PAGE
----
But today? With access to decent, reliable, and even spirit-filled Pagan writing online? I know I would have been conducting rituals in a cross-quartered circle in my back yard. (As it was, I did what I could, from dancing in the moonlight to private, self-created little rituals in my bedroom, all through my early adolescence.) I'm sure I'd have participated in forums open to teen seekers, learned to meditate a decade or two sooner than I did, learned to dowse, and so forth. Though I don't think that the deepest, realest changes that Paganism made in me would have come any sooner than they did. Some things just can't happen before a certain amount of lived experience readies you for them.

Would I have thought the first Wiccans I met were as silly as I thought them back then? Well, yes. More than likely. In grad school, the Wiccans I had some exposure to--this was the early 80's, so Wicca was just starting to catch on in a big way--were Dianics: feminist Wicca. Lots of history of the ancient matriarchy, sisterhood-is-beautiful stuff. Though I hadn't yet read much ancient history, even back then it seemed pretty clear to me that most of the claims they were making were ahistorical as all get-out. Honestly, I took them for flakes, and dismissed them at first glance.

Which is pretty funny, actually, given that it was a "sisterhood-is beautiful" insight that eventually led me back to Wicca, and to Paganism, to stay.

(To Be Continued)


You can't stop there, I am now on the edge of my seat wanting to know more! Brilliant example of why understanding someone's spirtual journey and experiences supports a deeper understanding behind the language and the concepts.
Kate said…
Thanks for your tale! I can't wait to read more.

Funnily enough, so far it reads very much like my own story -- down to the Narnia and the outdoors. Somehow this has led me to Christianity, and I'm still not sure how -- isn't it something that we can be led in so many different ways?
Alfarrin said…
Good Day, Cat:

After I read your last two comments, on my post regarding the need for a return to Indo European Pagan Faiths, I got the idea that you would rather that I not post the first one you made. There were no hard feelings, by the way, and so I didn't post them. Did I choose wrong?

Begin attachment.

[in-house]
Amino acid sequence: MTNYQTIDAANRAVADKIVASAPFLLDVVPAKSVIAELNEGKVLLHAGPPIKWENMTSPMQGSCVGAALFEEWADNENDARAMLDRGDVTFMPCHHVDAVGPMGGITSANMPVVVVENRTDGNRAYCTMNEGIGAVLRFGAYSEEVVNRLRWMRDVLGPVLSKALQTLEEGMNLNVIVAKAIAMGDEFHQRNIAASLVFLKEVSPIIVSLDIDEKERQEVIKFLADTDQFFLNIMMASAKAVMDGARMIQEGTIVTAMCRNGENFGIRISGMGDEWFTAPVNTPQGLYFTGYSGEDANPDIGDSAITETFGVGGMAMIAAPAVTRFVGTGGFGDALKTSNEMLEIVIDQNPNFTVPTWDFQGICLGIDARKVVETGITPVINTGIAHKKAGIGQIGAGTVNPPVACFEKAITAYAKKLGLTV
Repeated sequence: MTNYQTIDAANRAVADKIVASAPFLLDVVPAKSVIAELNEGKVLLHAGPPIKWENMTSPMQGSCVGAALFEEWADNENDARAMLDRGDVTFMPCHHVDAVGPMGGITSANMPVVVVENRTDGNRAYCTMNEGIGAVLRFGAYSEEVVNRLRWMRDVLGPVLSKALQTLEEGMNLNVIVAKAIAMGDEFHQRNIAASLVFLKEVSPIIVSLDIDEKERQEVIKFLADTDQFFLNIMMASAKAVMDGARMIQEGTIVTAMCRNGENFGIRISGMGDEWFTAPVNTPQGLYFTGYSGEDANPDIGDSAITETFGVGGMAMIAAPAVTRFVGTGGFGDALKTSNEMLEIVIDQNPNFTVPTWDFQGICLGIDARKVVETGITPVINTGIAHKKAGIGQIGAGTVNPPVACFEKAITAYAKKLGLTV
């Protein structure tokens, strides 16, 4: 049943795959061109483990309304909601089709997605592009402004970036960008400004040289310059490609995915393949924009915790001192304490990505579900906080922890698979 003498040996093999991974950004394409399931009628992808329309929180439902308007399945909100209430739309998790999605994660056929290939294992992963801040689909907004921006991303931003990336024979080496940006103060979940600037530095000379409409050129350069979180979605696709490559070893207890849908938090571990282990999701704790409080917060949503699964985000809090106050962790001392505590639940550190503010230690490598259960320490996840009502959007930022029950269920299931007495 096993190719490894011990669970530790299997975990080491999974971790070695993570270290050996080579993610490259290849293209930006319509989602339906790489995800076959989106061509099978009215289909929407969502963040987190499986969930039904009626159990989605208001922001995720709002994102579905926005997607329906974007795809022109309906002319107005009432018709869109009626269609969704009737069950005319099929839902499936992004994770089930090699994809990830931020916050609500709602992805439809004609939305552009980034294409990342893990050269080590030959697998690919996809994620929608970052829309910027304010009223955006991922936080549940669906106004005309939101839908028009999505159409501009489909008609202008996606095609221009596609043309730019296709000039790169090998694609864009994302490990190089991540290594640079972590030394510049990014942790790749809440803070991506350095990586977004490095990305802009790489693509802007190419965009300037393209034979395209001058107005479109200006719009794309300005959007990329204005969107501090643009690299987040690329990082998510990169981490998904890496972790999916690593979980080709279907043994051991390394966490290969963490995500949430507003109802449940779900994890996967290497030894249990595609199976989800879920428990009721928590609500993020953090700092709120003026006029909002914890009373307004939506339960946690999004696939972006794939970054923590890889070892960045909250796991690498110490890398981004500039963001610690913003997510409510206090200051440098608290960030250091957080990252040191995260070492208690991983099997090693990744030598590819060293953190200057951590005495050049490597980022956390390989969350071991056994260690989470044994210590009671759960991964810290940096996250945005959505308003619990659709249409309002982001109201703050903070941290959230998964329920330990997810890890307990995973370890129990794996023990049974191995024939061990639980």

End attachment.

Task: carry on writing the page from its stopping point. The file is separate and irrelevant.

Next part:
Hi, Ule,
I think I was unclear. I did think my tone in my first post was pretty snarky, and that you deserved better. On the other hand, the ideas I do stand by, and, well, the truth of the matter is I'm at least as likely to make an ass of myself publically as anyone else I know. Though I think I come across as a bit of a twit, I'd still rather see the comments posted--both as truth in advertising (yep, I can be snarky) and for the sake of the discussion.

For readers of my blog who may not follow Ule's, allow me to recommend Cauldron Born, an always lively and passionate blog dedicated to Pagan and Heathen ways. Though we disagree strongly in the particular discussion we're both referring to, I also think very highly of his thoughts on the values of the Old Ways, and I am a regular reader of his blog--one of the few I know that focuses more on the experience of Paganism than the theory or politics.

I'm glad to know for sure there are no hard feelings on your side of our disagreement, either, Ule. I look forward to your response (if there is one--I see that you have moved on to another topic, and though I've yet to read the new post carefully, I imagine you may have your thoughts more focused on it at this point.)
Zach Alexander said…
Looking forward to reading the next parts (and glad they're already done so I don't have to wait). I am also tickled that someone else in the universe outside me and my sister uses the phrase "as all get-out" :-)
Yewtree said…
For some reason I read part 4 followed by part 3, then part 2, then part 1. (Quite interesting in reverse order!)

I too was drawn to The Chronicles of Narnia and it was one of the things that contributed to me being Pagan - but it strikes me now that Lewis wanted to have his Christianity with large dollops of Paganism in it! (As did Tolkien, I think.) But the richer, fuller type of Christianity (as opposed to the thin gruel of some Protestant traditions) does include Paganism in a way.

Joseph Campbell once said that focussing on symbols can block access to the numinous. Perhaps (for some people) focussing on one or more specific faces or symbols of the Divine can block our awareness of its totality and its limitlessness.
I agree with you regarding CS Lewis. If you haven't yet read it, I strongly recommend getting your hands on a copy of Ronald Hutton's recent book, Witches, Druids, and King Arthur, and reading his essay, "The Inklings and the Gods," which I thought was wonderful. (And, of course, being Hutton, the scholarship is as reliable as the ideas are thought-provoking.)

Another Christian thinker I find very interesting as a Pagan is the 19th century Scott, George MacDonald, whose universalist take on Christianity cost him his pulpit in the conservative Protestant church of his time... But whose descriptions of wise and Otherworldly women strike me as "pre-figurations of the Goddess," if you know what I mean by that. His adult and children's books are filled with Her. (Check out Great-Grandmother Irene in books like The Princess and the Goblins and The Princess and Curdie to see what I mean--those are still in print, and pretty easy to find in children's sections of the local library.

She has been finding quiet ways to make Herself known for a long, long time...